An Introduction to the Musical Copyright and the Internet -An Exploration of the Digital Music Market Place

01 Nov 2000

BY: Ms. Ute Decker
The changes and challenges faced by the music industry are one of the favorite subjects featured in articles on cutting edge Internet trends printed in newspapers and journals almost everyday. While according to some forecasts, the music industry is dead and done others stress that the music industry will be the first - if not the greatest - beneficiary of the digital revolution.

One thing is for sure: The effects of the Internet on the creative sector are growing and music as content is among the front-runners preceded only by software. The phenomena the music industry faces ranging from systematic piracy to thriving business opportunities will - due to growing bandwidth and 24-hour Internet access - be felt soon by most other content providing sectors and can, therefore, function as an interesting example for the copyright world.

The development of the Music Market
The new phenomena on the music market basically fall into three different groups: (1) New formats, (2) New business models, (3) New piracy threats.

New Formats
New disc formats. On the production side, recorded music still is manufactured and distributed largely on mass-produced physical media. Sometime this year, we should start to see disc production in the 'DVD-Audio' format, a new format similar to the DVD-Video discs now used by the film industry. Also underway is the Super Audio CD (SACD) format. All of these discs will hold a much greater amount of data than CDs, and, therefore, can support a greater number of recorded tracks, and/or a much higher quality of sound together with accompanying information, e.g. about the background, the artists and composers, interviews and pictures. Another development is the widespread distribution of CD-R media and burners that enable consumers to burn their own CDs at home.

New compression and broadcasting formats
Similarly, new compression formats are evolving in the recording industry. A long established and well-known one is the "MP3" compression format. MP3 allows digital data to be compressed to 1/12 to 1/24 of its original size, depending on the sound quality desired. This technology permits digitally recorded music to be stored in new and much smaller memory units, such in computer files or in a dedicated MP3 player. Even more sophisticated compression standards are under development at the MPEG group and elsewhere. Similarly, as broadcasting signals migrate from analogue to digital formats, new standards are evolving for digital audio broadcasting and digital video broadcasting.

New Business Models
Customized CDs: At the retail level, record stores have started to install kiosks that allow consumers to pick their desired tracks and have a CD made containing their own particular compilation, with the record producer's authorization. Larry Kenswil, president of Universal Music Group's eLabs, predicted recently that in ten years' time more than 25% of music sales will be generated by in-store kiosks.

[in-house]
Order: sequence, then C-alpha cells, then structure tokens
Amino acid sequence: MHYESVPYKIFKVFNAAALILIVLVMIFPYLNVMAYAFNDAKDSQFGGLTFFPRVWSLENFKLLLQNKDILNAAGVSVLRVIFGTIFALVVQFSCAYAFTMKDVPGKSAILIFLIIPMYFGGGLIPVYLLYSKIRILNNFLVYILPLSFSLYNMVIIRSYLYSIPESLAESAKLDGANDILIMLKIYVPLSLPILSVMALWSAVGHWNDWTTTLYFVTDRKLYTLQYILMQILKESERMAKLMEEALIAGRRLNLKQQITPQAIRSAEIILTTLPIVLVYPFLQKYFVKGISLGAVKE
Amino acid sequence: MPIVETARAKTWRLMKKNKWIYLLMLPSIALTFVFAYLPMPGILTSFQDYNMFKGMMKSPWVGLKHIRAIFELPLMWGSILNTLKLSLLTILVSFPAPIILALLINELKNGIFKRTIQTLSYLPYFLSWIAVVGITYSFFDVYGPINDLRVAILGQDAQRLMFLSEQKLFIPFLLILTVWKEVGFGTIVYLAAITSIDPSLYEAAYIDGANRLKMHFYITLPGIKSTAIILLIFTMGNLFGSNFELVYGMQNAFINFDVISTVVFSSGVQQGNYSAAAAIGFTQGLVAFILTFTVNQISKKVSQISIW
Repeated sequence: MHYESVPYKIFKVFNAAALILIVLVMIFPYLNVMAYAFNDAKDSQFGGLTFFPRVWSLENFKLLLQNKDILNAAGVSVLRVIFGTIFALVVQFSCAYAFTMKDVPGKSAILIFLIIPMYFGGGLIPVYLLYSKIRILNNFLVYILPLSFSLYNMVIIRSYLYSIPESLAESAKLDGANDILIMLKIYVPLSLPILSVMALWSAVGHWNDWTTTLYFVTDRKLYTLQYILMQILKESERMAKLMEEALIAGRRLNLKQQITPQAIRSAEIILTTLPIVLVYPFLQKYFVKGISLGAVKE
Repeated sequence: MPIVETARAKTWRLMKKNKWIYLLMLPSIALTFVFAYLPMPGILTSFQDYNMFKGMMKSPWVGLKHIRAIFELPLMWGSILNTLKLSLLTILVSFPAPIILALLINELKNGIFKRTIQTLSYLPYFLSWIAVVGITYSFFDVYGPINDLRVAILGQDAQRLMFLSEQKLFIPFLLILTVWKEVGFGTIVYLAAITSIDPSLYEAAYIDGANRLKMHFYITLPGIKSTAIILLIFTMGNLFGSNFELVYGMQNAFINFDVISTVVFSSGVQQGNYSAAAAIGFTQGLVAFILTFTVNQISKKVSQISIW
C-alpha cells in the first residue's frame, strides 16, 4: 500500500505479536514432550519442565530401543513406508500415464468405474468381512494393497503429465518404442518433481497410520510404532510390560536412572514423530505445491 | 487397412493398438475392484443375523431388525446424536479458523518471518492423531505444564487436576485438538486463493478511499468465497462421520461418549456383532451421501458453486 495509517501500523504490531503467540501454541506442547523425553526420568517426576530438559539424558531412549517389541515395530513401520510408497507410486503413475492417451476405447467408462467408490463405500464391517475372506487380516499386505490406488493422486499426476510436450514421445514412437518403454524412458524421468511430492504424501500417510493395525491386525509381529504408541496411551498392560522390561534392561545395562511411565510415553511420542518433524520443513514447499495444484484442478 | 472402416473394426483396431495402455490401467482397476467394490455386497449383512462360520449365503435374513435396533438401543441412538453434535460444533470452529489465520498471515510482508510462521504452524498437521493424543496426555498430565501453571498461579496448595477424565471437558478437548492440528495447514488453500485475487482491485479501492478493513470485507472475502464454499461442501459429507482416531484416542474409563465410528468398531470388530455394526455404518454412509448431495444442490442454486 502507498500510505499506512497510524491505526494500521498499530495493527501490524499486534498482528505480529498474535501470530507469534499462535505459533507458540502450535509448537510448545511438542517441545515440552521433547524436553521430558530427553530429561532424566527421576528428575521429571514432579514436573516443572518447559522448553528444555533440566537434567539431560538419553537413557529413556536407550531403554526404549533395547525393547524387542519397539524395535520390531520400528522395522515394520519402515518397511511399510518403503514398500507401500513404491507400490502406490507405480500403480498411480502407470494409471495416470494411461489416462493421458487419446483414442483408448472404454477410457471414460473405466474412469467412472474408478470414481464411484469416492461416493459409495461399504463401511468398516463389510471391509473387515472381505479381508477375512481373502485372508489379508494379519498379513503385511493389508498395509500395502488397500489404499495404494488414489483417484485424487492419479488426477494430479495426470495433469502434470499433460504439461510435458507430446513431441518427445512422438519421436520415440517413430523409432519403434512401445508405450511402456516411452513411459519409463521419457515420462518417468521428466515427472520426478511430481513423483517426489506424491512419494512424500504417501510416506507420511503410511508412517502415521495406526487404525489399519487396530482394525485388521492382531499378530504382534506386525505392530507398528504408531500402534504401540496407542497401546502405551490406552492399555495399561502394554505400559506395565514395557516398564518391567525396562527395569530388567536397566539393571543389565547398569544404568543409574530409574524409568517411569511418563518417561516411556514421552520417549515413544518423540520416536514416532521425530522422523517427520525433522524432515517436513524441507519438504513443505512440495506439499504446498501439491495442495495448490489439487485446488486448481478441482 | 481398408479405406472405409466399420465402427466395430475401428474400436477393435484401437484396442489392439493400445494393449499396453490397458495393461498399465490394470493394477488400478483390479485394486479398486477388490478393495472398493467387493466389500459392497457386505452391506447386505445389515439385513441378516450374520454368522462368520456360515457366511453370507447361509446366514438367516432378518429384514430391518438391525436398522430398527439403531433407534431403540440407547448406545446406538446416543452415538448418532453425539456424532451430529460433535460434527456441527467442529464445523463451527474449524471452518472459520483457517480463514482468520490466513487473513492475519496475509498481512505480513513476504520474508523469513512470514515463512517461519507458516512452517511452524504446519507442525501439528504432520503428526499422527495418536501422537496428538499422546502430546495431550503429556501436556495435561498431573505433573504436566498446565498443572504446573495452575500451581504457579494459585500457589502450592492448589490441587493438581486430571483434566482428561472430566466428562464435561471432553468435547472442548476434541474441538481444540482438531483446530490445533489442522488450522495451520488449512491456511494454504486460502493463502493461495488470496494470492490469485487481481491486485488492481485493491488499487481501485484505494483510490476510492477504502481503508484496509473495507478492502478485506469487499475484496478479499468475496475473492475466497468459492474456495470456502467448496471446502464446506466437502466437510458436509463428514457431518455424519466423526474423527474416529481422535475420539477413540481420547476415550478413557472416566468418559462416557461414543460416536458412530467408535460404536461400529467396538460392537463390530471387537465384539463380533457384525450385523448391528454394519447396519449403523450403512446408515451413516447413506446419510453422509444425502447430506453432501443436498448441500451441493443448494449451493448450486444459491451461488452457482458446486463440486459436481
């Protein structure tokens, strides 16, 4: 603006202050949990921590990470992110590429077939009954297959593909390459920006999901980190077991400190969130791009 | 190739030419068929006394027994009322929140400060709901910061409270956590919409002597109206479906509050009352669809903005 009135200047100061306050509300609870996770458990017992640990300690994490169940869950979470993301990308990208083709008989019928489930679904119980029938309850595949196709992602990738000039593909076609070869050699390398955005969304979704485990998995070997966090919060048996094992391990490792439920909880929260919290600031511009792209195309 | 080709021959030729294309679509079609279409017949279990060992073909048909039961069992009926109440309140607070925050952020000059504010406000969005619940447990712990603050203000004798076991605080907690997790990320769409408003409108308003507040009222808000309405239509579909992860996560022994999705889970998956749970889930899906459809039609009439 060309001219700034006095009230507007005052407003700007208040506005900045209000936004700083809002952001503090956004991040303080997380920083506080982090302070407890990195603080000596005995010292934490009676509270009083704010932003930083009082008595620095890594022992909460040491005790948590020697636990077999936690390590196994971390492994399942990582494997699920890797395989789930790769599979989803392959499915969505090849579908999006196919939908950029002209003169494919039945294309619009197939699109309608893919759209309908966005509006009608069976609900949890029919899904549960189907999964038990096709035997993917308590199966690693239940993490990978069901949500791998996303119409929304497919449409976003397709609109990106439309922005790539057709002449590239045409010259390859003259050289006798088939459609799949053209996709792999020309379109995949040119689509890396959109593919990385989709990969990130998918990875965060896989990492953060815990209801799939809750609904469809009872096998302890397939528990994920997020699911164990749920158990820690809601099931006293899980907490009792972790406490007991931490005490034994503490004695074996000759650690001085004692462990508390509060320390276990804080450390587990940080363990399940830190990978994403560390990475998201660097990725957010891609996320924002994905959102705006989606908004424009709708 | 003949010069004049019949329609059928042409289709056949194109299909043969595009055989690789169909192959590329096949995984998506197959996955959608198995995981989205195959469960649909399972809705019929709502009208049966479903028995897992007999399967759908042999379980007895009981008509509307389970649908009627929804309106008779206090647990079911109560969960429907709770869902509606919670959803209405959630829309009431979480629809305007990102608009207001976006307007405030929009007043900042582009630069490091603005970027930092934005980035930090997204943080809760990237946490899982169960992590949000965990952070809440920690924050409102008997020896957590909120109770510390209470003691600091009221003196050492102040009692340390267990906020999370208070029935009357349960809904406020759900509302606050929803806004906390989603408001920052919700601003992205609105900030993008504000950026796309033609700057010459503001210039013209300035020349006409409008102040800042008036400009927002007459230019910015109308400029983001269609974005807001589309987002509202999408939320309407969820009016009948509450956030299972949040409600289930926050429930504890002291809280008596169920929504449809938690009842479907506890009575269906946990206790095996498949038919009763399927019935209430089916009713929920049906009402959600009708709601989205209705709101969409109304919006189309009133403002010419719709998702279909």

On-line CD sales: Also springing up are retailers that allow users to order physical CDs through the Internet, and have them delivered by mail (see e.g. http://www.cdnow.com, http://www.bol.com, http://www.fnac.fr), http://www.amazon.com)).

On-line track downloads: Legitimate download sites are developing slowly but surely on the Internet. These allow a consumer to select individual tracks of recorded music, pay for them by credit card or other payment mechanism, and download the tracks to his or her personal computer or portable music device for permanent use. This has obvious appeal to individual recording artists or small production companies, as it is a very inexpensive way to get into the recording business. Some new 'dot.com' companies are signing up new musical talent and making this their only business. See http://www.emusic.com. And major producers are experimenting with various types of downloads as well. e.g. http://www.musicmaker.com.

Interactive music services: A host of new interactive services are being developed, and traditional forms of radio and television broadcasting are under increasing pressure from new and competing communications services that offer streaming audio by a variety of means. As an initial matter, traditional broadcasters themselves are increasingly looking to the Internet as a place to expand their own businesses; some have already started 'simulcasting'—converting the output of their broadcast stations to a format that can be communicated over the Internet. New 'webcasters' are springing up that are not connected with a traditional broadcaster at all, but that offer their own custom programming only over the Internet. Multi-channel subscription, near on-demand and on-demand transmission services are evolving particularly in Europe, North America and Asia.